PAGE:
These are my top things to bring on any trip to S.E. Asia and they can’t fit into a backpack.
When you haven’t showered in two days, your sweaty hair is plastered to the side of our face, your toilet is a hole in the ground, and the remote island that you are staying on only has a generator that turns off at 10pm at night… Or when your tour guide asks you to try some grilled rat and drink vodka mixed with snake’s blood… Moments like these, and there are many as S.E. Asia features squat toilets, require a sense of humour to laugh at the crazy circumstances that you have found yourself in and enjoy the ride. I remember developing a particularly useful chicken wrangling technique with a towel when the chickens were clucking outside my room all night keeping me awake. Friends of mine captured the moment on video and it kept us laughing for days.
The reality is, although it may be very unfamiliar to you, living in conditions without clean running water, limited electricity or a flushing toilet is how most of the world lives. While at a home stay in S.E. Asia, we slept in a small hut on the floor under mosquito nets but with no fans in the muggy heat. I could hardly sleep, but while I tossed and turned I thought about how my hosts and most of the world’s population lives like this every single day. There was a sense of gratitude to our hosts for being so kind and inviting us into their homes and awareness of my privileged life back home. One of the good things about travel is that it opens you to the reality of how other people live and makes you grateful for your own personal circumstances.
When you are visiting another country (that is not your own), try as far as possible to respect their local customs and traditions. In S.E. Asia, there are a lot of places (temples, holy sites, museums) that require a woman to cover her legs and arms. There are other customs such as not pointing directly at a Buddha statue including having your feet angled away from the statue. I feel like when I travel to a new country, I must act as if I am a guest in some-one’s home and therefore I have to treat their own traditions and customers with respect. I can’t prescribe to them how to do things in their own home.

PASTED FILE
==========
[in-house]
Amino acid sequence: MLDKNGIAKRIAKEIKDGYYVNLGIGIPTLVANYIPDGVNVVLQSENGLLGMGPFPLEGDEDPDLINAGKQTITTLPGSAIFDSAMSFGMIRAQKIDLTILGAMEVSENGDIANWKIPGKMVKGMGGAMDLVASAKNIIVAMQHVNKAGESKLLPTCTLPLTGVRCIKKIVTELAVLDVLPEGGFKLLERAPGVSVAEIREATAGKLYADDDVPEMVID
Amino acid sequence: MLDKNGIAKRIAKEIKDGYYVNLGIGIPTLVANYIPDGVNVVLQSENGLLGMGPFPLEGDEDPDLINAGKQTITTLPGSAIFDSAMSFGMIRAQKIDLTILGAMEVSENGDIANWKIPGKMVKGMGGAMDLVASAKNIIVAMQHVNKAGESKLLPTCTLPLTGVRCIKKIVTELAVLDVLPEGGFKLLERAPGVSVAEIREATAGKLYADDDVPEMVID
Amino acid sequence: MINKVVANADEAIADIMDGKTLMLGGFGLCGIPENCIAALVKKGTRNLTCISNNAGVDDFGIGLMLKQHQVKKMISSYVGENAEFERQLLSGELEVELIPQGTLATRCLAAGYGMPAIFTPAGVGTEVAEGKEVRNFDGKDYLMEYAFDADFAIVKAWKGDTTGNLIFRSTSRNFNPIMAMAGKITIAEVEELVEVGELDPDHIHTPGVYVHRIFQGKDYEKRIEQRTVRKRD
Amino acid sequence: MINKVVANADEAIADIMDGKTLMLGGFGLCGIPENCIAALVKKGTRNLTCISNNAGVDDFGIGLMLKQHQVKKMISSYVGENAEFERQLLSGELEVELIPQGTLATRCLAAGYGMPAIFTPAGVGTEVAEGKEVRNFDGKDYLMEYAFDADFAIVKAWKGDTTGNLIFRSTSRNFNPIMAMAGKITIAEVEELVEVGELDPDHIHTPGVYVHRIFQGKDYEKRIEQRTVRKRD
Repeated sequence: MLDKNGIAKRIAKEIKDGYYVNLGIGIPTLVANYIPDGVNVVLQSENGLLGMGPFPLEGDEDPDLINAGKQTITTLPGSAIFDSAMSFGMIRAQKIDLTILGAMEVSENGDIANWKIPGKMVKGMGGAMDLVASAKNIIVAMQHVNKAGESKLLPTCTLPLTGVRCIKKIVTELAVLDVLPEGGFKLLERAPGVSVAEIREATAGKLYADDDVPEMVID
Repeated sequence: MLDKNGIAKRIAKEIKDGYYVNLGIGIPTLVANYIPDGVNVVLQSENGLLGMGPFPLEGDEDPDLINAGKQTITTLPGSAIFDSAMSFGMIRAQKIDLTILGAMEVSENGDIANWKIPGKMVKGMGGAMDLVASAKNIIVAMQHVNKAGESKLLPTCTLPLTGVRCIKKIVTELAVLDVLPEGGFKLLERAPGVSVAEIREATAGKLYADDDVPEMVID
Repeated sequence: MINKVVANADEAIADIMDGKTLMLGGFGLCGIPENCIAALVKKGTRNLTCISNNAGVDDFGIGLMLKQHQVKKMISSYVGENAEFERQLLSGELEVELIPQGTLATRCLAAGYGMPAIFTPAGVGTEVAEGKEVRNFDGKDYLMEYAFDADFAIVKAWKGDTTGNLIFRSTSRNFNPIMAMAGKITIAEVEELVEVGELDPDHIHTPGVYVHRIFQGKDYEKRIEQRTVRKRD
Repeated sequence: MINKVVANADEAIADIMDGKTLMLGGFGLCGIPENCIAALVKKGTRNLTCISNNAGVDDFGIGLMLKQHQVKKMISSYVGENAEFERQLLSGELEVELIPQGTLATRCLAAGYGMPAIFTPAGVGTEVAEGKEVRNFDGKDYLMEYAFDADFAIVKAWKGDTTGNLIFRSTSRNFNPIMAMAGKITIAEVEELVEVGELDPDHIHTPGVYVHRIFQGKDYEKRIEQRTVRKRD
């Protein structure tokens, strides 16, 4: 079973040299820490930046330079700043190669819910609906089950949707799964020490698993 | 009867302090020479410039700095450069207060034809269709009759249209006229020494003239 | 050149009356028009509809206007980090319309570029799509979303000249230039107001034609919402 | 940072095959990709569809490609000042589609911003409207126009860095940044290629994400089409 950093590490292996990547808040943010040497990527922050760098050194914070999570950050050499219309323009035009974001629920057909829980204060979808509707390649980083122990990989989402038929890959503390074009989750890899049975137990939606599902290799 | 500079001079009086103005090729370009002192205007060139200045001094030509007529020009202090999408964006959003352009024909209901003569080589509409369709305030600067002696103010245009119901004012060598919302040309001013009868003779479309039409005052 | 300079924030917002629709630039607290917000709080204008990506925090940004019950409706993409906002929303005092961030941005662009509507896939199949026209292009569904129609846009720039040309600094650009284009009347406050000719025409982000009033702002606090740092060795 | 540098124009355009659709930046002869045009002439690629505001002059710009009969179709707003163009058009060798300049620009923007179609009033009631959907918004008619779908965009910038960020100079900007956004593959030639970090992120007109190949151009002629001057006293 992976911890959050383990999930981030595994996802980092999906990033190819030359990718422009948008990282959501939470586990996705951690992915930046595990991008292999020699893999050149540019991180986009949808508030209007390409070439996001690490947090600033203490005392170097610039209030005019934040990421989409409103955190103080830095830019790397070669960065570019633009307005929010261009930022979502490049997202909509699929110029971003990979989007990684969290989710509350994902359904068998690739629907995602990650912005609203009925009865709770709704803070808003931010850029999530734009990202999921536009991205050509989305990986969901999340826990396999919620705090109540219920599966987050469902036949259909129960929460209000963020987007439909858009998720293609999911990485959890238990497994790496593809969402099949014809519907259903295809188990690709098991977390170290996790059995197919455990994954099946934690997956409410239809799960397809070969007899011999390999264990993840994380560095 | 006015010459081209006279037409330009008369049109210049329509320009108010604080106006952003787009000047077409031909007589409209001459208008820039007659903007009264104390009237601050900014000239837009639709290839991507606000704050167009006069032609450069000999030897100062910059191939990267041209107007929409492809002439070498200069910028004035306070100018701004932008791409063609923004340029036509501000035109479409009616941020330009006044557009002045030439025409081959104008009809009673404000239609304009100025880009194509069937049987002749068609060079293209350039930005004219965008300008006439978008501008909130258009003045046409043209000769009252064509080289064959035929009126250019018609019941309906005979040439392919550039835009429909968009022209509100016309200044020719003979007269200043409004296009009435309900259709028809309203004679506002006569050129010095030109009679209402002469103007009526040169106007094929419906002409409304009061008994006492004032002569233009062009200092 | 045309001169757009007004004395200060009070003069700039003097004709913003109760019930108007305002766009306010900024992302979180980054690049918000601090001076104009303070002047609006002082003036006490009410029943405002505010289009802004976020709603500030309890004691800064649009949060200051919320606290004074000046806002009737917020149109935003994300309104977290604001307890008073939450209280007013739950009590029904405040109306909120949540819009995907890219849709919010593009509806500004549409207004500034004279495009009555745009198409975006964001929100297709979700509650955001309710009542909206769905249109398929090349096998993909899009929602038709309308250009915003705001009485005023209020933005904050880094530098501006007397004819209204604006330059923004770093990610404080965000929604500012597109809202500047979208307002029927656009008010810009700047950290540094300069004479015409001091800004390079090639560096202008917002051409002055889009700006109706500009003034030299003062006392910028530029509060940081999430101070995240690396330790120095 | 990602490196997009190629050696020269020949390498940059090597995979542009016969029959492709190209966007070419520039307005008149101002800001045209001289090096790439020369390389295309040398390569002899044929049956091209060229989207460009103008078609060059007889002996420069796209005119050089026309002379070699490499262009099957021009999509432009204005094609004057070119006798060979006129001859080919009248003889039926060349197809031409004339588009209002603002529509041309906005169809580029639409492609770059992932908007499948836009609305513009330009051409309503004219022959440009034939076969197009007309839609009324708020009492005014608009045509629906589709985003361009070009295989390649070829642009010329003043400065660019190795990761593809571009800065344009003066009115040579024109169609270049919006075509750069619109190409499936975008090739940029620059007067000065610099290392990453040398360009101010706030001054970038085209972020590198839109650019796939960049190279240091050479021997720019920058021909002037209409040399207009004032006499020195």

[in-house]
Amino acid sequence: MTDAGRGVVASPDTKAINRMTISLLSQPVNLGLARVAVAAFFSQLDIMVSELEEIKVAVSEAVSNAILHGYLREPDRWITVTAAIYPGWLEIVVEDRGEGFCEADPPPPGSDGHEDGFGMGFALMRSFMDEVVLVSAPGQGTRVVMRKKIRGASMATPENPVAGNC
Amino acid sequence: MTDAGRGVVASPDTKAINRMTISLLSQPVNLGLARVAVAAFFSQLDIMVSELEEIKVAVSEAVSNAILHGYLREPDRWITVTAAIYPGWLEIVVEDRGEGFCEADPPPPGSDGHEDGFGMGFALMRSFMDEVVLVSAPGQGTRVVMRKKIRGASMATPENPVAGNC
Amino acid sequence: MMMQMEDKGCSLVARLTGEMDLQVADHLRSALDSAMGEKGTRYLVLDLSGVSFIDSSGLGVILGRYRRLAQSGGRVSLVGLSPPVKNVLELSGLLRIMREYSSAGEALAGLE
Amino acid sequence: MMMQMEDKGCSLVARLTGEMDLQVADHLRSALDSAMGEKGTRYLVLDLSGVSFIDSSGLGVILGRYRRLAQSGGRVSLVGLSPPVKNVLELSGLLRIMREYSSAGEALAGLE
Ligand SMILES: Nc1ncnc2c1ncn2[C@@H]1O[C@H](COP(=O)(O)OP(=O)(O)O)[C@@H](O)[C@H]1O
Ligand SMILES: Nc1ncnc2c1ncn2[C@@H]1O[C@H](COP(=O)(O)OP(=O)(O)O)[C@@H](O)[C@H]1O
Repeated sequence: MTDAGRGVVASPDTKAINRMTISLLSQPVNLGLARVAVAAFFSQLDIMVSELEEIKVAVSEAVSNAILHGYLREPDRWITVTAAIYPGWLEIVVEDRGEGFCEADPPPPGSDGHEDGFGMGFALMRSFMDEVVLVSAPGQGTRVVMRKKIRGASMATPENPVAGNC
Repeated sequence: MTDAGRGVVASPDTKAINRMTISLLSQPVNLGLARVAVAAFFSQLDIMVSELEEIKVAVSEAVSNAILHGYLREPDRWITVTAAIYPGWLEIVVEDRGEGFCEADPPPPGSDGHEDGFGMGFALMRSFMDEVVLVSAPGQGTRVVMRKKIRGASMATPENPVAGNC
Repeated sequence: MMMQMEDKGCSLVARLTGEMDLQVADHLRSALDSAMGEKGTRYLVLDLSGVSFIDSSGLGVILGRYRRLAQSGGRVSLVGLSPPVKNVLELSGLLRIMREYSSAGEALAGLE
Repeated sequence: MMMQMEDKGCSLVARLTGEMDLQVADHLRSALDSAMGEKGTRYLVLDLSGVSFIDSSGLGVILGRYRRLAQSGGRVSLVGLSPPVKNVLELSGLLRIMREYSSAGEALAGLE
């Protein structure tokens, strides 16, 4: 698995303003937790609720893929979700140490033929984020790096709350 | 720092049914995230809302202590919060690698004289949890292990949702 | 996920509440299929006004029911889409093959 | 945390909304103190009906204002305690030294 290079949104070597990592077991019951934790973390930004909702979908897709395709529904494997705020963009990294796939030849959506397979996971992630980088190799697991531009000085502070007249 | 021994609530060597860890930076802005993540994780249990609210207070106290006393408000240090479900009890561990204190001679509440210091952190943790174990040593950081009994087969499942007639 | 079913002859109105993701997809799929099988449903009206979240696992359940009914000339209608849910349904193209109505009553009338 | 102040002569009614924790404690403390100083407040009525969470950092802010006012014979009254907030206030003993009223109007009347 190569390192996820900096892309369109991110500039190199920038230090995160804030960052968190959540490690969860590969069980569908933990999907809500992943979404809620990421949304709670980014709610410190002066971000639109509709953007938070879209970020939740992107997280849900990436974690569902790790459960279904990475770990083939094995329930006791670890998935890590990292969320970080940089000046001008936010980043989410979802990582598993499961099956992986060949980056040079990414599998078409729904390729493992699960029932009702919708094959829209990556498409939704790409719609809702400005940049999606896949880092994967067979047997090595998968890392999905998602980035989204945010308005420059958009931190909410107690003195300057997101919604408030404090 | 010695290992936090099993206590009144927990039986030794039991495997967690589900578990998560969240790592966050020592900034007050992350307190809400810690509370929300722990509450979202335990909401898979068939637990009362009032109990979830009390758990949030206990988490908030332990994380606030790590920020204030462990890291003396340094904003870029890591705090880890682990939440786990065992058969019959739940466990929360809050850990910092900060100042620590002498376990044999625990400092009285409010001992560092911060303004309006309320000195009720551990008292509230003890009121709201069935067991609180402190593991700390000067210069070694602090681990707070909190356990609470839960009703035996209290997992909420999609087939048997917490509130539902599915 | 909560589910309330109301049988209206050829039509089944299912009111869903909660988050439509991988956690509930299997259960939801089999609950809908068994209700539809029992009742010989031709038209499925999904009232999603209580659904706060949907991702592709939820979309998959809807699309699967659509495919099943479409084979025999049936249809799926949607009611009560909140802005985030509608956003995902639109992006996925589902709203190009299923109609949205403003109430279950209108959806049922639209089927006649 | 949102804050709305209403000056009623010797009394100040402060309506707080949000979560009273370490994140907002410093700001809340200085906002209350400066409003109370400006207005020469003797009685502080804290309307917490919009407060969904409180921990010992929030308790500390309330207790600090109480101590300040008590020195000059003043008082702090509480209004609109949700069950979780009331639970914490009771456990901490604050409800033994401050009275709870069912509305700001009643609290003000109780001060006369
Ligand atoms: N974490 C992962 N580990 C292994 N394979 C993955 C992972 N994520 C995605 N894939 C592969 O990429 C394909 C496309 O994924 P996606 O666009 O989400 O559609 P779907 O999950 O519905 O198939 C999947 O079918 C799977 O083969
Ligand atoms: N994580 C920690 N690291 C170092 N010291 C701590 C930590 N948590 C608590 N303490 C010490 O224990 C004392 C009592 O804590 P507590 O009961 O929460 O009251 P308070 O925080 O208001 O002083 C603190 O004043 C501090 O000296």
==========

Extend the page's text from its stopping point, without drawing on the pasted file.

Sense of Adventure
When you are travelling, don’t kid yourself into thinking that you will be back to all the places you have already been to. The world is too big a place to explore all of it and so you need to fully embrace all of the experiences that are presented. S.E. Asia offers a plethora of adventure activity options in some incredibly scenic spots. So, whether that is swimming, hiking, climbing, jumping, cycling or whatever, you should push yourself out of your comfort zone to try new things. I was shocked whenever we would reach a beautiful waterfall and some people did not want to swim. A challenge for me was working up the nerve to jump off the fourth floor of a house boat in Thailand. I have a fear of heights, particularly of jumping off into the air or water, but I pushed myself to do it because it was a once-in-a-lifetime experience for me.
Travelling for many has become a form of a status symbol. By all means, take photographs to capture the moment but don’t #bowwowchallenge it. I remember spending ages playing soccer and other games with kids in a local village along the banks of the Mekong River. Other girls who were travelling with us just stood on the side-lines and watched. A few days later, I saw pictures on their Facebook page of them posing with a small girl in the village and I was confused because they barely had any interaction with these kids. It honestly must have been in the split second that the girl walked passed them on her way to play with the rest of us. I have seen others with dramatic shots standing in their bikinis poised to jump into beautiful waterfalls when I remember that they didn’t even get in to swim. Rather than fabricating social media worthy moments, create beautiful memories and live them.
I know that I can travel for about 3 months at a time before I start to miss home, my friends and family, and the normalcy of a day-to-day routine. I met some girls who had spent months travelling around South America and when they were touring S.E. Asia had become travelled-out. They spent a lot of time sleeping in their rooms, with lack lustre enthusiasm for any outing, and dragging themselves around S.E. Asia ticking off spots. I think travel fatigue is natural and sometimes you can counter it by taking a few hours or even a day or two off. Try keep some form of balanced lifestyle in your day-to-day travels. Do your laundry, get a massage, read a book, chill by the local pool, go to the gym, or whatever it is that you need to re-invigorate yourself and come back with sense of wonderment at this remarkable experience you are having. I took a few hours off now and then for some me time and it really helped. If you reach that point, and a day or two out doesn’t re-charge you, then go home early. But know your limits and try to carve out those quiet moments that will give you some balance to fully enjoy the travel experience.